Alongside Petty, Bishop Tonya Rawls is leading cutting-edge social justice efforts through her Trans Faith and Action Network. Based in Charlotte, Rawls is an African-American Minister, lesbian, and founder of the Center for Social Justice. The network provides research, resources, training, and support to trans-affirming seminaries and houses of worship. Through conferences and retreats, upwards of 300 trans people and allies come together to forge new solutions for local communities.
Elevating queer voices of faith like that of Petty and Rawls is a smart strategyâ€Š—â€Šbut not one utilized frequently. “The progressive movement hasn’t always done a great job of creating space for queer people of faith, who don’t feel entirely at home in the LGBTQ community, nor in traditional houses of worship,” says Laura Meadows, an associate professor of Communications at UNC-Asheville, who specializes in social movements.
These leaders can directly counter the narrative pitting LGBTQ people against the religious and against religious freedom.
Embed Solidarity Into Every Action
It is dangerous and wrong to blame the staggering losses of the Democratic Party up and down the ballot on the very people who have long supported this same party. Pitting different demographic groups against each other is at best not constructive, and at worst betrays our values.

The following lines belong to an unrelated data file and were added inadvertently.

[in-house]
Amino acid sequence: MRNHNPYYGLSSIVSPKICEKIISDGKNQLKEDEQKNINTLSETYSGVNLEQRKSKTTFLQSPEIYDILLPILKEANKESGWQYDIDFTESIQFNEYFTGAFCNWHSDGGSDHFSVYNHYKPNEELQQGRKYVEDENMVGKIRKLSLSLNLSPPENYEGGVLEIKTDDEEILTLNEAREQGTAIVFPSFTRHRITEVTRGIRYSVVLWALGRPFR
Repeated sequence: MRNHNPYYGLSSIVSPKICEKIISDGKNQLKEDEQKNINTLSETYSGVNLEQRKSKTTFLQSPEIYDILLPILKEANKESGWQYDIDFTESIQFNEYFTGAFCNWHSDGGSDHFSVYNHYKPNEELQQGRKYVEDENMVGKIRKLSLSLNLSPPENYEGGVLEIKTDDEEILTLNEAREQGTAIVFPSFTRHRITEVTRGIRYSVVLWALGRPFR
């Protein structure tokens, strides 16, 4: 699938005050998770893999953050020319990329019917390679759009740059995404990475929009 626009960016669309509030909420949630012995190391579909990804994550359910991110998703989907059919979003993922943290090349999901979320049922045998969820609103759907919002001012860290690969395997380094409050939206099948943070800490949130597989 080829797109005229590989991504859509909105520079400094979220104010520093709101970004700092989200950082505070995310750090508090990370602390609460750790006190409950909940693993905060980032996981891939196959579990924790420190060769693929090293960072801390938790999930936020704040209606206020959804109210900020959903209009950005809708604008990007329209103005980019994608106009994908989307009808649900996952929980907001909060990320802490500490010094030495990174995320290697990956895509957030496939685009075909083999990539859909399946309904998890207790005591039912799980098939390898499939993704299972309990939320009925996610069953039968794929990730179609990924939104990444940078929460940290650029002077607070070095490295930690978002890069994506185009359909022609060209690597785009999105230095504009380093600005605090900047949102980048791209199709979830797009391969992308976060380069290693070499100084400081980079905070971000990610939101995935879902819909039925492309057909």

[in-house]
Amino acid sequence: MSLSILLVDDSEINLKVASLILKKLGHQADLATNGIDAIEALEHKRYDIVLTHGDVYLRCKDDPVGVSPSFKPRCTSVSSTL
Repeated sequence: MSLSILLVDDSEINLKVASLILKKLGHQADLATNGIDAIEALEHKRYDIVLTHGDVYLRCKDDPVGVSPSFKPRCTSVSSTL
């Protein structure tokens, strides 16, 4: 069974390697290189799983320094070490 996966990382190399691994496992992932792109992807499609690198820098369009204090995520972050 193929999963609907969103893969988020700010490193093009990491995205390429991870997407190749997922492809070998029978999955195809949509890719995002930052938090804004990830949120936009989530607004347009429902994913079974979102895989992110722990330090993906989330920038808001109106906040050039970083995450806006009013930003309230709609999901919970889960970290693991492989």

We are ready for an identity politics that is as expansive, meaningful, and multi-faceted as the lives we actually live. We need an identity politics that intentionally embeds solidarity into every action, message, and decision-making process. Party operatives and pundits need not act as if there is no path forward on how best to do this.
The FTMM has united queer individuals, people of color, rural communities, Republicans and Democrats, and people across faith traditions in pursuit of humane policies. These organizers moved the needle in as tough a battleground state as there is right now, with significant legislative and political barriers to overcome.
If it can be done in North Carolina, this can be done anywhere.